A version of this post previously appeared in Telum Media
The GDPR sets a new global standard for the management of personal data, with far-reaching impact beyond the borders of the European Union (EU) and the citizens it has been designed to protect. Compliance is just one part of the process. Being prepared for the heightened risks of non-compliance and how to respond if your organization is in breach will be critical to maintaining long-term trust with stakeholders.
The new regulation mandates that all organizations collecting the personal information of EU citizens be held more responsible for their customer and employee data and gives control back to individuals. This is particularly relevant for Asian businesses in industries such as aviation, consumer products, hotel and leisure.
Perhaps the most significant impact of GDPR on corporate reputation is the requirement that if an organization falls foul of the regulation, including data breaches like cyber hacks, then notification is mandatory.
The key notification requirements of GDPR include:
- Data breaches must be reported to the Information Commissioner Officer (ICO) within 72 hours
- The following information must be disclosed:
- A description of the nature of the personal data breach;
- The categories and approximate number of personal data records concerned;
- A description of the likely consequences of the personal data breach;
- A description of the measures taken, or proposed to be taken, to deal with the personal data breach, including measures taken to mitigate any possible adverse effects.
Communicating the notification process—the last two points—will be key to protecting reputation. The regulation states that if a breach is likely to result in a high risk to the rights of individuals, the organization must inform them directly and without delay. When notifying individuals, you need to be able to describe in clear and plain language the nature of the personal data breach.
A detailed notification that demonstrates the organization is on top of its data management process will convey that the business is aware of the potential impact on individuals and taking active steps to address it.
Following notification, organizations will need to ensure adequate customer service support across relevant channels (phone, social, website, etc.). Breaches generate large volumes of inbound enquiries and organizations need to have the resources in place to cope with this. Failure to do so could result in the perception that the business is not in control and risks more reputational damage than the actual breach itself. Too often, it is the mishandling and miscommunication of an issue that precipitates a full-blown crisis.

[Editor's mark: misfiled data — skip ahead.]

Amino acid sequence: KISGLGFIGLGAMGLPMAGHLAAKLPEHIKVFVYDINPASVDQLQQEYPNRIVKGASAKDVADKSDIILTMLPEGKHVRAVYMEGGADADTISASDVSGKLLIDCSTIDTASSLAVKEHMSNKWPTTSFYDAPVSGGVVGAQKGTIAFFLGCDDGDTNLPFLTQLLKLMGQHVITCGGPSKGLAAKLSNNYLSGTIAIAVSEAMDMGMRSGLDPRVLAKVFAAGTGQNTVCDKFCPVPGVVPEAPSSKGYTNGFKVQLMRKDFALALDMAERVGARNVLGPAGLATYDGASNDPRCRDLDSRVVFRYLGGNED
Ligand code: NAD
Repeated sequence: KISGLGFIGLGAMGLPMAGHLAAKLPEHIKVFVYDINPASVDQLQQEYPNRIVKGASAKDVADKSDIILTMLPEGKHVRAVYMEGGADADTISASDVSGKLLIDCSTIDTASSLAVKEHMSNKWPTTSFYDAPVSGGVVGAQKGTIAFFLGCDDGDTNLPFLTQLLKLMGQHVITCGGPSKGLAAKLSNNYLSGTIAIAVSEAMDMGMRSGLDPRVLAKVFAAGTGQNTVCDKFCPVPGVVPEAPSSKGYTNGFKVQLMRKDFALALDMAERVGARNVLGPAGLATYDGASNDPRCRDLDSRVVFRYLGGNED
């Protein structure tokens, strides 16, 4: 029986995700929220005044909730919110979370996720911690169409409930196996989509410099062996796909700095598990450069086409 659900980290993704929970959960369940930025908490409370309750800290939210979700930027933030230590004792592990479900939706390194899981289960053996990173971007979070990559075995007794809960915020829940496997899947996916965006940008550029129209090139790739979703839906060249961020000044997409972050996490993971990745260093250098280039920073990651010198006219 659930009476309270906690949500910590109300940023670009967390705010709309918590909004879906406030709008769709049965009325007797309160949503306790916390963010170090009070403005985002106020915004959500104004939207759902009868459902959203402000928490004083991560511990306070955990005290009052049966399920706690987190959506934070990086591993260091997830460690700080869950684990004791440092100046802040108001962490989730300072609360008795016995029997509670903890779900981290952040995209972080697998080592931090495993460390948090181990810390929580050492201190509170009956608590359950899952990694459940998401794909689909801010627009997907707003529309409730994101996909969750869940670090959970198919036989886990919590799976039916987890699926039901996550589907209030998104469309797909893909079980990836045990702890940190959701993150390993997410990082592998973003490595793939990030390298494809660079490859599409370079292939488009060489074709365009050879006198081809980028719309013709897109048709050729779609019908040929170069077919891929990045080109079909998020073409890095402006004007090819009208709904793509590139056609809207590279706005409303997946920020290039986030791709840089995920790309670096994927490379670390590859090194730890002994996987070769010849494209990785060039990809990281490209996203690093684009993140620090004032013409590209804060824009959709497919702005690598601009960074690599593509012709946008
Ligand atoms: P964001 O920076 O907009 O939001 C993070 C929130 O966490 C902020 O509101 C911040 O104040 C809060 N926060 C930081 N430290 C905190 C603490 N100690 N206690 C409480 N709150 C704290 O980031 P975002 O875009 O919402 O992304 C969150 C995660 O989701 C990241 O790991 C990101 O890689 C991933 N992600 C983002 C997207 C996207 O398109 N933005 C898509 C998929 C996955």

Media should be regarded as one of the many stakeholders to be considered for the communications plan. Employees must be kept updated, as there is a high chance their data will be impacted as part of the breach.
With the GDPR reaching beyond Europe, what is the impact of GDPR on Asia Pacific (APAC) businesses?
- Given the immense extraterritorial reach of GDPR, APAC businesses must update their procedures for handling data of individuals in the EU to avoid hefty penalties of up to 4 percent of global annual turnover or €20 million, whichever is greater.
- GDPR applies to any organization that actively markets to consumers who are physically in the EU, or who process any data at an EU-based site.
- According to EY’s Global Forensic Data Analytics Survey published earlier this year, only 12 percent of Asia Pacific businesses impacted by GDPR have a plan to address it.
As reputation advisers, communicators in Asia need at a minimum to have baseline awareness of the potential impact of GDPR on their brand. Companies that manage it actively will have greater control of their data than ever before, with the potential for smarter marketing campaigns and an enhanced customer experience. Forward-thinking organizations in Asia will prepare for the risk of fallout and the best will see this as a golden opportunity to build trust with customers by embedding the highest international standards of data privacy.
Leo Wood is director, deputy head of Reputation, Hong Kong.